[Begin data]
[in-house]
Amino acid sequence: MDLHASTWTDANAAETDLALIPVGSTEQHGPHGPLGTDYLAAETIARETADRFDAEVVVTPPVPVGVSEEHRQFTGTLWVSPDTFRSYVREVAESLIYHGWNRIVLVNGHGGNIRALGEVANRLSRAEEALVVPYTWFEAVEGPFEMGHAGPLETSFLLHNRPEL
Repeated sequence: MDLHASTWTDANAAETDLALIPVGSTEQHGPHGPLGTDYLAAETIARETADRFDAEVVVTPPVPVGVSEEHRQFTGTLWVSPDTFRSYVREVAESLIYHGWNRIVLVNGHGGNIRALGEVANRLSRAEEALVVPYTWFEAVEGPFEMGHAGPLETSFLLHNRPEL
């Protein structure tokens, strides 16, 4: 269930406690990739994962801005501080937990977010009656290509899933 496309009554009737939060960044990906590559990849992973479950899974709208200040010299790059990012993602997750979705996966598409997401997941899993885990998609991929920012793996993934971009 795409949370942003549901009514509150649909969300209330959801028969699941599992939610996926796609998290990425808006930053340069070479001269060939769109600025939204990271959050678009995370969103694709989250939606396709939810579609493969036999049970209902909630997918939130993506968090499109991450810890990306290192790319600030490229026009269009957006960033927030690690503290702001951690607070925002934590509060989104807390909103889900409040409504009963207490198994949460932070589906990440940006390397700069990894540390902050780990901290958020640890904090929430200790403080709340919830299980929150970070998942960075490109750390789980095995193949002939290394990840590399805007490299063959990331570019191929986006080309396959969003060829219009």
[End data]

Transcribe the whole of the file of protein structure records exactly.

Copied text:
[in-house]
Amino acid sequence: MDLHASTWTDANAAETDLALIPVGSTEQHGPHGPLGTDYLAAETIARETADRFDAEVVVTPPVPVGVSEEHRQFTGTLWVSPDTFRSYVREVAESLIYHGWNRIVLVNGHGGNIRALGEVANRLSRAEEALVVPYTWFEAVEGPFEMGHAGPLETSFLLHNRPEL
Repeated sequence: MDLHASTWTDANAAETDLALIPVGSTEQHGPHGPLGTDYLAAETIARETADRFDAEVVVTPPVPVGVSEEHRQFTGTLWVSPDTFRSYVREVAESLIYHGWNRIVLVNGHGGNIRALGEVANRLSRAEEALVVPYTWFEAVEGPFEMGHAGPLETSFLLHNRPEL
């Protein structure tokens, strides 16, 4: 269930406690990739994962801005501080937990977010009656290509899933 496309009554009737939060960044990906590559990849992973479950899974709208200040010299790059990012993602997750979705996966598409997401997941899993885990998609991929920012793996993934971009 795409949370942003549901009514509150649909969300209330959801028969699941599992939610996926796609998290990425808006930053340069070479001269060939769109600025939204990271959050678009995370969103694709989250939606396709939810579609493969036999049970209902909630997918939130993506968090499109991450810890990306290192790319600030490229026009269009957006960033927030690690503290702001951690607070925002934590509060989104807390909103889900409040409504009963207490198994949460932070589906990440940006390397700069990894540390902050780990901290958020640890904090929430200790403080709340919830299980929150970070998942960075490109750390789980095995193949002939290394990840590399805007490299063959990331570019191929986006080309396959969003060829219009």